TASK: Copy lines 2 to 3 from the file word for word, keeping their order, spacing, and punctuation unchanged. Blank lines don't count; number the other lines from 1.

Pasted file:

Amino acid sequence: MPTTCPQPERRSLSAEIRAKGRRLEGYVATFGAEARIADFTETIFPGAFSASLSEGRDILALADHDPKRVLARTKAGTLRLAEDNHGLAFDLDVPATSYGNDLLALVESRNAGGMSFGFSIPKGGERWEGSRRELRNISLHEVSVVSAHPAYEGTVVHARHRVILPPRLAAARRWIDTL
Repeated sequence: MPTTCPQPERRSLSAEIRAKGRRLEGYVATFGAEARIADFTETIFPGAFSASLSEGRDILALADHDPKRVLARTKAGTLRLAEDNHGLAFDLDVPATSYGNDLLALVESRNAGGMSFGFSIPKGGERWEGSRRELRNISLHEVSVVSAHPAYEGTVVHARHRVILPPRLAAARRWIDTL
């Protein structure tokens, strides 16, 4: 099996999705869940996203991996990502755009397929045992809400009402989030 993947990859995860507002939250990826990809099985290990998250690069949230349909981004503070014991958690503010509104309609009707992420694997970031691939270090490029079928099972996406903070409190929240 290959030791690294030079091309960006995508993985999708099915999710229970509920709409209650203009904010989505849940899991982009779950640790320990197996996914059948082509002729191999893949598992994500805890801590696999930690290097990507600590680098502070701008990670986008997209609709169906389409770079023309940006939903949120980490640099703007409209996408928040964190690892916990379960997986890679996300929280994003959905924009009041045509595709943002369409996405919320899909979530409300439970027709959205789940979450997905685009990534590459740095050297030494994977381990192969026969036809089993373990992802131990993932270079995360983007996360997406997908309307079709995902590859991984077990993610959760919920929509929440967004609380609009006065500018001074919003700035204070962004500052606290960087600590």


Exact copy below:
Repeated sequence: MPTTCPQPERRSLSAEIRAKGRRLEGYVATFGAEARIADFTETIFPGAFSASLSEGRDILALADHDPKRVLARTKAGTLRLAEDNHGLAFDLDVPATSYGNDLLALVESRNAGGMSFGFSIPKGGERWEGSRRELRNISLHEVSVVSAHPAYEGTVVHARHRVILPPRLAAARRWIDTL
């Protein structure tokens, strides 16, 4: 099996999705869940996203991996990502755009397929045992809400009402989030 993947990859995860507002939250990826990809099985290990998250690069949230349909981004503070014991958690503010509104309609009707992420694997970031691939270090490029079928099972996406903070409190929240 290959030791690294030079091309960006995508993985999708099915999710229970509920709409209650203009904010989505849940899991982009779950640790320990197996996914059948082509002729191999893949598992994500805890801590696999930690290097990507600590680098502070701008990670986008997209609709169906389409770079023309940006939903949120980490640099703007409209996408928040964190690892916990379960997986890679996300929280994003959905924009009041045509595709943002369409996405919320899909979530409300439970027709959205789940979450997905685009990534590459740095050297030494994977381990192969026969036809089993373990992802131990993932270079995360983007996360997406997908309307079709995902590859991984077990993610959760919920929509929440967004609380609009006065500018001074919003700035204070962004500052606290960087600590």